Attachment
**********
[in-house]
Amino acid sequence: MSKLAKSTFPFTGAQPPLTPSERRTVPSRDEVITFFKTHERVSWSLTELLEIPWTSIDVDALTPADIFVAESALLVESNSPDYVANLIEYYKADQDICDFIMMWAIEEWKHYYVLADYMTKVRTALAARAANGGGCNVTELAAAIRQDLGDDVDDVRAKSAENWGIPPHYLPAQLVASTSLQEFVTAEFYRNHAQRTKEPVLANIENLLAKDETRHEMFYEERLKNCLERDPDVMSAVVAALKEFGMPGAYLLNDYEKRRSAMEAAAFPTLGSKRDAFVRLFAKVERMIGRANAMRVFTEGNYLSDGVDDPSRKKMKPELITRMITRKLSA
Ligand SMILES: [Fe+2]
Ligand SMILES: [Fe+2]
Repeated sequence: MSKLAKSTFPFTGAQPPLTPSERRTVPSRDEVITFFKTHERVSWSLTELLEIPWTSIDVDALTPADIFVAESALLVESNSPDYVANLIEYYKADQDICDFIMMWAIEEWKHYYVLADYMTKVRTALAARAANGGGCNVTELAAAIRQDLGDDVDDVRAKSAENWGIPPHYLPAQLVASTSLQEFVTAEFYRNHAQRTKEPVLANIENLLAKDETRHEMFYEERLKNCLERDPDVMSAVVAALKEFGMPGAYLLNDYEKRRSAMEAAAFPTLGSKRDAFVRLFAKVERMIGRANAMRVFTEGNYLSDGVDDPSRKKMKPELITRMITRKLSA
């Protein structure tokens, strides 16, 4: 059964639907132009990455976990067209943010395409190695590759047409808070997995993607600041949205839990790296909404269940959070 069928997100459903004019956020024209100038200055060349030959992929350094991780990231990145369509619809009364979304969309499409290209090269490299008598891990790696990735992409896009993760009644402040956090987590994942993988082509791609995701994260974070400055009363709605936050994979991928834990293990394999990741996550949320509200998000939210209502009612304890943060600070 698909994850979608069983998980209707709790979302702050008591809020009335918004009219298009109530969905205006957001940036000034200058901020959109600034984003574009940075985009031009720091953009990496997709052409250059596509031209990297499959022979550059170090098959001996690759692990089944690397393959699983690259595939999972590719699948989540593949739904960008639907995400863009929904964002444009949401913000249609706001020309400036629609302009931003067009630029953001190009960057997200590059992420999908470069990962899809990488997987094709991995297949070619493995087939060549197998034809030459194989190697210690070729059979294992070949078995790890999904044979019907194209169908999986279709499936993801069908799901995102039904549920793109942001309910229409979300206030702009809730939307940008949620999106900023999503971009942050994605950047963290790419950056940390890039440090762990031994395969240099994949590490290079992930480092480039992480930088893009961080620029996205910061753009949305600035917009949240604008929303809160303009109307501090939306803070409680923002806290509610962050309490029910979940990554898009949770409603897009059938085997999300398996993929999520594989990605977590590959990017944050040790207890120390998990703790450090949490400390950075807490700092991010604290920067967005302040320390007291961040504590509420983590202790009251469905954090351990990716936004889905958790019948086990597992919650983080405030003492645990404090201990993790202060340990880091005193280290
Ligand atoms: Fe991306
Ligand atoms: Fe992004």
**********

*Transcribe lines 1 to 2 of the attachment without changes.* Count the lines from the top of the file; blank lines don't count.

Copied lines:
[in-house]
Amino acid sequence: MSKLAKSTFPFTGAQPPLTPSERRTVPSRDEVITFFKTHERVSWSLTELLEIPWTSIDVDALTPADIFVAESALLVESNSPDYVANLIEYYKADQDICDFIMMWAIEEWKHYYVLADYMTKVRTALAARAANGGGCNVTELAAAIRQDLGDDVDDVRAKSAENWGIPPHYLPAQLVASTSLQEFVTAEFYRNHAQRTKEPVLANIENLLAKDETRHEMFYEERLKNCLERDPDVMSAVVAALKEFGMPGAYLLNDYEKRRSAMEAAAFPTLGSKRDAFVRLFAKVERMIGRANAMRVFTEGNYLSDGVDDPSRKKMKPELITRMITRKLSA